“Health problems for women start even before birth. Advanced biomedical techniques allow in utero sex determination which could result in termination of the female fetus. The birth of a girl is heralded as a bad omen. As a child, she is poorly nourished, because she, like her mother, is restricted to food left over from the men’s meals. She is given fewer opportunities for schooling. Then comes early marriage, coupled with all the risks of teenage pregnancy. As the village health workers discussed each topic, the relationship between women’s status and health became apparent. They also realized how much their own lives had been affected by the social pressures and norms imposed on them.” (Arole, Mabel & Arole, Rajanikant. Jamkhed: A Comprehensive Rural Health Project. Pune: 1994.)
Women’s unequal treatment and access to healthcare is a worldwide issue that can be seen in any part of the world. In India, female feticide is one of the large problems concerning female inequity in health. Though knowing the sex of a baby before birth is illegal in India in response to the female feticide epidemic, healthcare facilities can often still be paid off for sonograms. If the child is a girl, she is at a huge risk for abortion, and this decision is more often made by the woman’s mother-in-law or the husband than the woman carrying the child. Often, the woman carrying the child has little to no choice in regard to her own reproductive health. There have also been many cases of female infanticide. Once a girl child has been born, a family might decide to kill her, because she is viewed as a burden that the family does not wish to have. This is one of the large reasons that the large majority of India has such an uneven male to female ratio. However, it is important to remember how highly diverse India is, and that in some places, such as Kerala (a southern state in India with a matrilineal society), there is a more even sex ratio with slightly more women than men.
We met a survivor of a female infanticide attempt in the slum Indiranagar located immediately outside of the CRHP campus. Her father no longer wanted her, so he hit her head with large blows attempting to kill her. The girl survived and was taken in to be cared for by her aunt. When the teacher, Meena, from the Joyful Learning Preschool run by CRHP found her, she insisted that the girl attend the school. Special needs children in rural Maharasthra are often not well cared for due to a lack of awareness and knowledge of how to care for them, so it was not surprising that she still suffered from much neglect and was often found engaging in unhealthy activities, such as playing with and eating mud. The girl used to be unresponsive, and they assumed that she was both deaf and dumb. However, since her time at the preschool, she has become very responsive. Though she still does not talk, she has proven that she can hear through her responses. The other interns and I loved having the opportunity to meet her and interact with her during preschool. (On days off from our projects, some of us go to the preschool for the morning preschool pick-up walks or to play with the children during activity time.) She has a wonderful smile and loves to give high fives to everyone. Though she is now past the age of the other preschoolers, the primary schools refused to teach her, so Joyful Learning Preschool still happily welcomes her to help her continue to grow and develop healthily.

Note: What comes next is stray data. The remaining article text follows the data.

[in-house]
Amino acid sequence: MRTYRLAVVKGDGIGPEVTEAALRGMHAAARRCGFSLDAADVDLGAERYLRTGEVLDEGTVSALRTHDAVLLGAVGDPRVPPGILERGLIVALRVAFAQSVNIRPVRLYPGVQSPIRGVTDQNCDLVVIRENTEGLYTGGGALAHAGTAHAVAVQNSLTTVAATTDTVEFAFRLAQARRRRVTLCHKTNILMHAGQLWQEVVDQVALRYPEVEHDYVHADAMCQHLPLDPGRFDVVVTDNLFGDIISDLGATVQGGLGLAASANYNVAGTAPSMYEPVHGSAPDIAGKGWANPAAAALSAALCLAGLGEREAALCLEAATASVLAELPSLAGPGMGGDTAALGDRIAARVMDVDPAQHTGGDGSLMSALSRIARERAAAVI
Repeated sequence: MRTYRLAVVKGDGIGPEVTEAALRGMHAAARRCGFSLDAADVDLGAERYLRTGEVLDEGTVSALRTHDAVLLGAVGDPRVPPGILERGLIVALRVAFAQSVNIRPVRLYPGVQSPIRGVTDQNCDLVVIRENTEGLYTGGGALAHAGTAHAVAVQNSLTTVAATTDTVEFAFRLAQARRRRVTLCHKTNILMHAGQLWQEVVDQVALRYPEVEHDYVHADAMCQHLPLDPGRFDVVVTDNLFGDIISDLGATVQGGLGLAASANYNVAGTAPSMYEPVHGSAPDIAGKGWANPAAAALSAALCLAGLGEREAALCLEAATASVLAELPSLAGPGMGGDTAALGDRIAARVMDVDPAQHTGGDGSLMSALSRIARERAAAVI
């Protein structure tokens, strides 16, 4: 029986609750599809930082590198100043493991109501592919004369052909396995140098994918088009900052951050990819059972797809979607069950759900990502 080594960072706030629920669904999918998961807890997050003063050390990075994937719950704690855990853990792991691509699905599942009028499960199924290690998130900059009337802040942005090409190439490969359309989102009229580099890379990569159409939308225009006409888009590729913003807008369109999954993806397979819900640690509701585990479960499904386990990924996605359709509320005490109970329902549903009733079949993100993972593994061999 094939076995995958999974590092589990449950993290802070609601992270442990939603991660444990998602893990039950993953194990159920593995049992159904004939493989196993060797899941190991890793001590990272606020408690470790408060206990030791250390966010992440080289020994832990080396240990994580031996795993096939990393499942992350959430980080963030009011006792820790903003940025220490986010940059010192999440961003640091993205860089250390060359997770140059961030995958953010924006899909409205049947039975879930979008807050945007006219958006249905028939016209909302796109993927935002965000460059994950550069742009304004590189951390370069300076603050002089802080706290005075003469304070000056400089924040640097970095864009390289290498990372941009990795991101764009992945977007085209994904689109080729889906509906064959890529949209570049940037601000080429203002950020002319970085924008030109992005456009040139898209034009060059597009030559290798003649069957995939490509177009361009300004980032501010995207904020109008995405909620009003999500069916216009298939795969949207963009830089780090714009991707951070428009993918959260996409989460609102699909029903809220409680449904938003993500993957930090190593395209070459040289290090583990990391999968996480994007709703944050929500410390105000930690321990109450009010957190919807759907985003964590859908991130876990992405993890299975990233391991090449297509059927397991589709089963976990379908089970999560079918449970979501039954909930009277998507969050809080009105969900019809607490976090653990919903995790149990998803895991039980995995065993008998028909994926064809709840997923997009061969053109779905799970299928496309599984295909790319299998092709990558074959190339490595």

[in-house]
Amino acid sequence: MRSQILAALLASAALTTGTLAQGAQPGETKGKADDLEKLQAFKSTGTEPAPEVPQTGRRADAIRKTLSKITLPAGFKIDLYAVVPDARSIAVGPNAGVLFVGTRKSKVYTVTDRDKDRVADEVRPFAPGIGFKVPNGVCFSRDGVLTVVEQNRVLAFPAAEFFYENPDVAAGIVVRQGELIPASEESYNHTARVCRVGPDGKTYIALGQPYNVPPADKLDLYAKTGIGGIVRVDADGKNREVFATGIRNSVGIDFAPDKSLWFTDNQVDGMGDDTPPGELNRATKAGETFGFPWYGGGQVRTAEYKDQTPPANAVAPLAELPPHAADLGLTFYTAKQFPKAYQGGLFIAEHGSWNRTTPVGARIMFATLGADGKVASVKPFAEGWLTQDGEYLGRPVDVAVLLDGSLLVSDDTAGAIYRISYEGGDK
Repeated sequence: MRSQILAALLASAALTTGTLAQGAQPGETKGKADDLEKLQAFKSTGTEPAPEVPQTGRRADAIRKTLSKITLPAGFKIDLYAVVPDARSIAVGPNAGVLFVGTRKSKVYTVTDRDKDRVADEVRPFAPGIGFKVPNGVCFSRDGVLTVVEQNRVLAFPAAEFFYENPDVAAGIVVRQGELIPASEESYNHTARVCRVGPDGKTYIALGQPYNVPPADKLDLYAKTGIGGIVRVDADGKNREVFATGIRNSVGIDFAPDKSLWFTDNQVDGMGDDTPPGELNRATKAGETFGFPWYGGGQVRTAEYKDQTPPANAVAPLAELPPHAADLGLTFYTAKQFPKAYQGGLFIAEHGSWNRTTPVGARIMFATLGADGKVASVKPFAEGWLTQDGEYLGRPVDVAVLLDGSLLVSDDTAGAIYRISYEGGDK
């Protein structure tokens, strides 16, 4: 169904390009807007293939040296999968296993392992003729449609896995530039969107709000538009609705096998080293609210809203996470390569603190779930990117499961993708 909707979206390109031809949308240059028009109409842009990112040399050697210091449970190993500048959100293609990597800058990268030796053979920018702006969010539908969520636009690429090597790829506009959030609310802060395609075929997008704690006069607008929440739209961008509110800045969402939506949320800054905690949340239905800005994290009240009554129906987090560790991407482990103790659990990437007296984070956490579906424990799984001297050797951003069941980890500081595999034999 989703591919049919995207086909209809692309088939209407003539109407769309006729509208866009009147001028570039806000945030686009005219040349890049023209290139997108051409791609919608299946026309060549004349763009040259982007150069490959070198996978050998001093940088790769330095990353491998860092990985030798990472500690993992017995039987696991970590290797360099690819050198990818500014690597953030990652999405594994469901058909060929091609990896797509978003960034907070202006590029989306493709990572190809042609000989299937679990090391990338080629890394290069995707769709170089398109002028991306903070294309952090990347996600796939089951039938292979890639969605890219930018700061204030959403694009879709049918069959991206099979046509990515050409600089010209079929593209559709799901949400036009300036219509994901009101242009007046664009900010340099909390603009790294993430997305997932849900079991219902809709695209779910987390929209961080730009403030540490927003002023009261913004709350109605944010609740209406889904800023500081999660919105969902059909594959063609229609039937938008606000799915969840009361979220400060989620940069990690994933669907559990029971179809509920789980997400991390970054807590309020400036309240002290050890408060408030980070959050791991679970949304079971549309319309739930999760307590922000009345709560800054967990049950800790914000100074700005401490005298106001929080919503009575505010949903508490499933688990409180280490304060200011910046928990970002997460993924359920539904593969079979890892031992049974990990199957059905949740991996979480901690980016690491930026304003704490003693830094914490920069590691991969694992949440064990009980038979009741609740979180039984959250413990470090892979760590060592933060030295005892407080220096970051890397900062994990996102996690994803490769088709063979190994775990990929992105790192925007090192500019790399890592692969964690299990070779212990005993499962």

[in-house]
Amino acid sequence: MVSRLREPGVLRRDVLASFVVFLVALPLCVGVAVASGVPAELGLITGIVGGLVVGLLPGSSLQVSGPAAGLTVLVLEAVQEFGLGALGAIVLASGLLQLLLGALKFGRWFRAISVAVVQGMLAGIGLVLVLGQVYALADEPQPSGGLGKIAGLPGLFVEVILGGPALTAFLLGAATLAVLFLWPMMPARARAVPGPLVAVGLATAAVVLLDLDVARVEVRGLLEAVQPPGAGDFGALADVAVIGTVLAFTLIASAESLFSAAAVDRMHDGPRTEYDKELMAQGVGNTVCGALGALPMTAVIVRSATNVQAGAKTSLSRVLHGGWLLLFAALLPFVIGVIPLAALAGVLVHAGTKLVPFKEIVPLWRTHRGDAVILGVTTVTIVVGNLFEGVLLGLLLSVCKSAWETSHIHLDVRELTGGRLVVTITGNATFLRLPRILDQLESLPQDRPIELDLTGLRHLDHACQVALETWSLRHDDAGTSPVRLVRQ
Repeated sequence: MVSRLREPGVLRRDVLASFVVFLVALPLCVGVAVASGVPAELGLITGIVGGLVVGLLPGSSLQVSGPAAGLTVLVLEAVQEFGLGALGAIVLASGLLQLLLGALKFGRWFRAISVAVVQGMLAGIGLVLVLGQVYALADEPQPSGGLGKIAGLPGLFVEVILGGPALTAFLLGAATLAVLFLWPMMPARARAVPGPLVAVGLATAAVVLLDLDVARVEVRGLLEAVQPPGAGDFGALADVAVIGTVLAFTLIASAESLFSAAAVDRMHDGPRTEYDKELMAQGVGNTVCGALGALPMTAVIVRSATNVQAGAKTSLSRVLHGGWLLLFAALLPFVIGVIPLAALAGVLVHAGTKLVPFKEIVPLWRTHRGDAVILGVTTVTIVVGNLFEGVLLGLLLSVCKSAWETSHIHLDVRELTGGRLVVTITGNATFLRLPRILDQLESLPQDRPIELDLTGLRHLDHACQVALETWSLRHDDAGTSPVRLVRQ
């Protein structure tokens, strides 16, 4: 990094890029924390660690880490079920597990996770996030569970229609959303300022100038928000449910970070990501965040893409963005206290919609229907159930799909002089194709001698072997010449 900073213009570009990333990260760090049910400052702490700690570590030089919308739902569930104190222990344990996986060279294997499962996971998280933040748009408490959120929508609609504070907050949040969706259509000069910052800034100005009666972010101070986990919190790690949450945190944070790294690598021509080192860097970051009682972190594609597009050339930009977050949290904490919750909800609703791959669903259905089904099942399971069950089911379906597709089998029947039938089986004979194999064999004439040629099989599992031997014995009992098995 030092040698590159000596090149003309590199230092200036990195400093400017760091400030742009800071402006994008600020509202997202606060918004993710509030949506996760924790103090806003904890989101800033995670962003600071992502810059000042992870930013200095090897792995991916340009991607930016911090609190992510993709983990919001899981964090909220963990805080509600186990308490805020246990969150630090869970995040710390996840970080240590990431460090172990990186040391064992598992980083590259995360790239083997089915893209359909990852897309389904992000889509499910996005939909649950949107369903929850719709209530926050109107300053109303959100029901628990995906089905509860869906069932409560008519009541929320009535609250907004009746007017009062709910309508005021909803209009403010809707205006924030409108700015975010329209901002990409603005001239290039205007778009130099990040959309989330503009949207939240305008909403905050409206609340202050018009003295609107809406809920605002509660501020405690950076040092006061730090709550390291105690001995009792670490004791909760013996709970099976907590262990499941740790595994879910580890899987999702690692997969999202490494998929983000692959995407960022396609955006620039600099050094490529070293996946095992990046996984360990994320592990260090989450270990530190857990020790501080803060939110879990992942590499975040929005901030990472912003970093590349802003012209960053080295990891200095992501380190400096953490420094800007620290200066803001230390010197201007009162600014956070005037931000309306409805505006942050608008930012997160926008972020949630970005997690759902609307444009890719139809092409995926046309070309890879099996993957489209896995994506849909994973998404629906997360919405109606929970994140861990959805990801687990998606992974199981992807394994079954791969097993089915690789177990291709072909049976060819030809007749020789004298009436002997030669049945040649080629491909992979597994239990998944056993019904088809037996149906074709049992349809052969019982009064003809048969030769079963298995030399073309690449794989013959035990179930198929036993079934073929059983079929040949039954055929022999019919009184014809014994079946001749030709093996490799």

The Joyful Learning Preschool encourages children to practice healthy habits in sanitation, grooming, and eating while simultaneously helping children from Indiranagar receive an education that they likely would otherwise not receive. All students are provided with two meals per day and learn through a Montessori education. At first children from different castes would not interact, and boys expected the girls to feed them during meals. Now, they all hold hands together when Meena walks through the slums in the morning to pick them up to bring them to the school. Both the boys and girls serve each other at the preschool. Caste and gender barriers have been largely overcome at an extremely young age due to this program. Every year, 100% of the students graduating go on to primary school, and 75% of students go on to secondary school after that. The preschoolers often go home and teach their families of the healthy practices that they learned in preschool and are able to impact their whole community through this. Meena also does daily health checkups with the families when she picks up the children.
I am so grateful to have the opportunity to be at CRHP interning this summer. As I stated in my first blog, I found CRHP through my semester with School for International Training’s program in Public Health, Gender, and Community Action. I partook in a weeklong workshop at CRHP, where I fell in love with the organization and yearned to return. I made contact with one of the directors, Ravi Arole (the son of Drs. Mabelle and Raj Arole who founded CRHP), and Lexi Barab, the international intern coordinator, during the winter of my return to the United States requesting to return to intern. Through Dickinson’s Internship Grant, this internship was possible. I am so thankful for this opportunity and am learning so much! I get to participate in the diabetes project and learn from the incredible Mobile Health Team that leads it, but I also get to go to the Joyful Learning Preschool and talk to the amazing staff and other interns on campus during my free time.
The diabetes project has been going really well. Some days there have been almost 50 people in attendance for both lessons and receiving glucose tests. The number of women varies. Often, there are unfortunately much fewer women in attendance than men. However, it is hopeful that the men return to their families and educate them on what they learned at the lessons.